Spiritual Growth and Christian Living Resources

Why Do Christians Delight in Revenge Fantasies?

woman looking cunningly at camera, revenge fantasies

Vengeance may be the Lord's, but with stories like John Wick and Cruella, Christians may find themselves falling prey to the cultural idea that humans need to seek out revenge to properly mete out justice. I remember exiting the theater of Cruella, feeling uneasy. My friend asked me what was wrong. I said, "I don't really like the moral of that story: to seek revenge, to serve just desserts to a villain." 

"Really?" My friend asked. "I was cheering for (Cruella) the whole time."

This Karmic principle of what goes around comes around has sneaked its way into Christian circles. Below, we'll analyze why this is and why we need to celebrate stories of forgiveness instead.

Why Do Some Christians Delight in Revenge Fantasies?

Before we answer this question, I need to add a caveat. Not all Christians delight in the idea of revenge. In fact, many of us abhor the idea of a human serving as a vigilante to make sure that whoever wronged them "gets theirs." But we can't deny that even small instances of revenge, of pettiness, have crept into Christian circles. From Thanksgiving clapbacks to Facebook comments, Christians do seem to take delight in revenge. And it's no different when it comes to our media. So let's analyze some potential reasons as to why we might like this idea of revenge, even though it runs contrary to Scripture.

We don't like God's timing

We've watched the pain of those who went a lifetime with the scars of those who wronged them. Where it seems like the wicked prosper (Jeremiah 12). And we wonder why God hasn't stepped in yet and made sure the enemy knows who is boss. So we delight in stories of revenge because we see people operating on "their" timing, on our timing. We vicariously live through their stories and imagine what it would be like to send that scathing text to someone, to pull that prank on that mean boss.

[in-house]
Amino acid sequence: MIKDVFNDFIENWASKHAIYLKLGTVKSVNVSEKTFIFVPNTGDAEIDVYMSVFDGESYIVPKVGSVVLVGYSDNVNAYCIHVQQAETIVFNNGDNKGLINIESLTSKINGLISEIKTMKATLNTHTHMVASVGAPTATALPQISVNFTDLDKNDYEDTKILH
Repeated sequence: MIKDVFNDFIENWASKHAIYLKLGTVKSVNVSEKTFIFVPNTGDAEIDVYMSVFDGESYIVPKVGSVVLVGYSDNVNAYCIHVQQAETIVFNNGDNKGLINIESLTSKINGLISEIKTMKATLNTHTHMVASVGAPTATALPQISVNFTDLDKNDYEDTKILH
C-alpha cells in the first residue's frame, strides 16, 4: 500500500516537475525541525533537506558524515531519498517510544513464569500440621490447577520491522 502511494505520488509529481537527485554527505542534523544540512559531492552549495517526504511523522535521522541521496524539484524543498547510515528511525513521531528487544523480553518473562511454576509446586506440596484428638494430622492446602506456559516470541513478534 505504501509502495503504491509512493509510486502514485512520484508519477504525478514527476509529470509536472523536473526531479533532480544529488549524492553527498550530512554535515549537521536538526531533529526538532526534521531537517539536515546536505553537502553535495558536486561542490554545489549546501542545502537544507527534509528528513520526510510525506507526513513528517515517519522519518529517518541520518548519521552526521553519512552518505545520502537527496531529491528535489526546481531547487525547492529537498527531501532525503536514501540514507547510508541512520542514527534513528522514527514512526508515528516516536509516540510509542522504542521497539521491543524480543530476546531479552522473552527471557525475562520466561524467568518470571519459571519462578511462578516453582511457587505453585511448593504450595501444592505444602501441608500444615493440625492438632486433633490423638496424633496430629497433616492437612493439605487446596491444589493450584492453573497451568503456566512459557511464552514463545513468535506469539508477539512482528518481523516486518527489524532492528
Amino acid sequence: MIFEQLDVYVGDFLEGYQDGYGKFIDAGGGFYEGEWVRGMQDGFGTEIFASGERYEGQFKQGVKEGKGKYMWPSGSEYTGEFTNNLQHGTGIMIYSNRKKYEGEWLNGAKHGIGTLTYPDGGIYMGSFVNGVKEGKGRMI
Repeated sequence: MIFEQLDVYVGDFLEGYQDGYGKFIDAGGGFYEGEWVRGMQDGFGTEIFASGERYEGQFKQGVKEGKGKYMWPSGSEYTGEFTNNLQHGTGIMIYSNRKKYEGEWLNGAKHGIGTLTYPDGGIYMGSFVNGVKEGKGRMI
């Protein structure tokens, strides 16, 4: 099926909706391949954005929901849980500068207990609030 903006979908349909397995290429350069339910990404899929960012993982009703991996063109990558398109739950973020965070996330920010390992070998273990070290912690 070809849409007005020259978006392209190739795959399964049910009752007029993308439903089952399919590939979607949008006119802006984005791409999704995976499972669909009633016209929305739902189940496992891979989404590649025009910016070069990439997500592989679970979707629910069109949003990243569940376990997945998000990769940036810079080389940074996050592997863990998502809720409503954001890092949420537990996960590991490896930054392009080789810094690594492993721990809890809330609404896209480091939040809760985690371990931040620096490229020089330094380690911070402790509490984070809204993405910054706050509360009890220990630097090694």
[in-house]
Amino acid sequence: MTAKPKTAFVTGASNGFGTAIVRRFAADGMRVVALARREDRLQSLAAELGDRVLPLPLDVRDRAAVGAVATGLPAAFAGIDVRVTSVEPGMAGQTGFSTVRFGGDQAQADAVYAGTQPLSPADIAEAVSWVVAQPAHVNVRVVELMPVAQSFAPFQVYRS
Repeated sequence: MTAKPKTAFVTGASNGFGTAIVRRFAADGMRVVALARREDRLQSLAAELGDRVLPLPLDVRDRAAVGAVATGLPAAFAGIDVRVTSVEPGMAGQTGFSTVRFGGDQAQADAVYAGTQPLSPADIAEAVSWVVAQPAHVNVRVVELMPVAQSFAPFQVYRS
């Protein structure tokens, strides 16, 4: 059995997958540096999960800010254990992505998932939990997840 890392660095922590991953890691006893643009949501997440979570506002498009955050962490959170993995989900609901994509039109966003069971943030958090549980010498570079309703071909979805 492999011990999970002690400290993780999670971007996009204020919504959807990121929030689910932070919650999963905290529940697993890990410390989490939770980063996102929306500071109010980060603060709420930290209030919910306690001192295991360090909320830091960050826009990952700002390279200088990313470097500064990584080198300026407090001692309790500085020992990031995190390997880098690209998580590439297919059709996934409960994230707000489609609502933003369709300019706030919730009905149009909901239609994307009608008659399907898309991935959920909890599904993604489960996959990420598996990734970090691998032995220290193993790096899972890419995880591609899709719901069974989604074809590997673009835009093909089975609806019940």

We get the ideas of justice and revenge mixed up

The Bible does call us to do justice (Micah 6:8) but it doesn't call us to do revenge.

Let's explore the difference between these two.

Justice, according to Crosswalk, is, "When God lists the actions of a just man in Ezekiel 18:5-9, He tells us that such a person does not oppress anyone or seek to take advantage of them to make a profit. A just man judges fairly, obeys God’s laws, and provides food and clothing for those in need."

In other words, it seeks to do right. It provides for those who are less fortunate. It obeys God's laws and compels others to do the same.

Now let's look at revenge.

Revenge, in other words, is payback to the evildoer who has wronged you. It is choosing to take vengeance into your own hands, rather than let God handle the situation. 

We've fallen prey to our culture's lies

Culture tells us that forgiveness and kindness are weaknesses. And that if we turn the other cheek, we let the enemy win. Culture tells us to be assertive, assert our dominance, and make sure that no one steps on us.

While the Bible doesn't call us to be doormats, it does ask us to act contrary to what our culture asks. We pray for our enemies instead of seeking revenge on them. We allow God to move, even when we want to make the first move.